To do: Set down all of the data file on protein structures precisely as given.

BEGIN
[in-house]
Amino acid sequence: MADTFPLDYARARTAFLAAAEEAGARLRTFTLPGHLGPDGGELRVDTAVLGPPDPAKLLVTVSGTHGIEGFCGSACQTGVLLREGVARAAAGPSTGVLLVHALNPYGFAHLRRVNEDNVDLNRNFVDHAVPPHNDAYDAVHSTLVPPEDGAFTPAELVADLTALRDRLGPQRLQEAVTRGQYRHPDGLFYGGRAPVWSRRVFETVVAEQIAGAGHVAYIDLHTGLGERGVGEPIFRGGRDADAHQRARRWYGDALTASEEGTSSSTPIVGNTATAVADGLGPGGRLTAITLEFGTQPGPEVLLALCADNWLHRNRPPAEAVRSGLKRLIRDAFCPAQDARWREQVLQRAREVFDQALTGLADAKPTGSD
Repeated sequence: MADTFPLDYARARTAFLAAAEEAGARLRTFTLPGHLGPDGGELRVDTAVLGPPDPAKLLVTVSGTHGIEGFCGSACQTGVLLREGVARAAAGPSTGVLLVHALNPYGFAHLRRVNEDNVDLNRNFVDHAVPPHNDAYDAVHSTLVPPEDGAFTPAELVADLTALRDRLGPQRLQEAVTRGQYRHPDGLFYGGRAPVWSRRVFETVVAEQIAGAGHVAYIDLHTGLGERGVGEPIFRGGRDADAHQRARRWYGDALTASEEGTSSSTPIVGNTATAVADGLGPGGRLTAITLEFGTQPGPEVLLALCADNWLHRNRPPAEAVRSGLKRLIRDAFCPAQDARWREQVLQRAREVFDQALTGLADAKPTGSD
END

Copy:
[in-house]
Amino acid sequence: MADTFPLDYARARTAFLAAAEEAGARLRTFTLPGHLGPDGGELRVDTAVLGPPDPAKLLVTVSGTHGIEGFCGSACQTGVLLREGVARAAAGPSTGVLLVHALNPYGFAHLRRVNEDNVDLNRNFVDHAVPPHNDAYDAVHSTLVPPEDGAFTPAELVADLTALRDRLGPQRLQEAVTRGQYRHPDGLFYGGRAPVWSRRVFETVVAEQIAGAGHVAYIDLHTGLGERGVGEPIFRGGRDADAHQRARRWYGDALTASEEGTSSSTPIVGNTATAVADGLGPGGRLTAITLEFGTQPGPEVLLALCADNWLHRNRPPAEAVRSGLKRLIRDAFCPAQDARWREQVLQRAREVFDQALTGLADAKPTGSD
Repeated sequence: MADTFPLDYARARTAFLAAAEEAGARLRTFTLPGHLGPDGGELRVDTAVLGPPDPAKLLVTVSGTHGIEGFCGSACQTGVLLREGVARAAAGPSTGVLLVHALNPYGFAHLRRVNEDNVDLNRNFVDHAVPPHNDAYDAVHSTLVPPEDGAFTPAELVADLTALRDRLGPQRLQEAVTRGQYRHPDGLFYGGRAPVWSRRVFETVVAEQIAGAGHVAYIDLHTGLGERGVGEPIFRGGRDADAHQRARRWYGDALTASEEGTSSSTPIVGNTATAVADGLGPGGRLTAITLEFGTQPGPEVLLALCADNWLHRNRPPAEAVRSGLKRLIRDAFCPAQDARWREQVLQRAREVFDQALTGLADAKPTGSD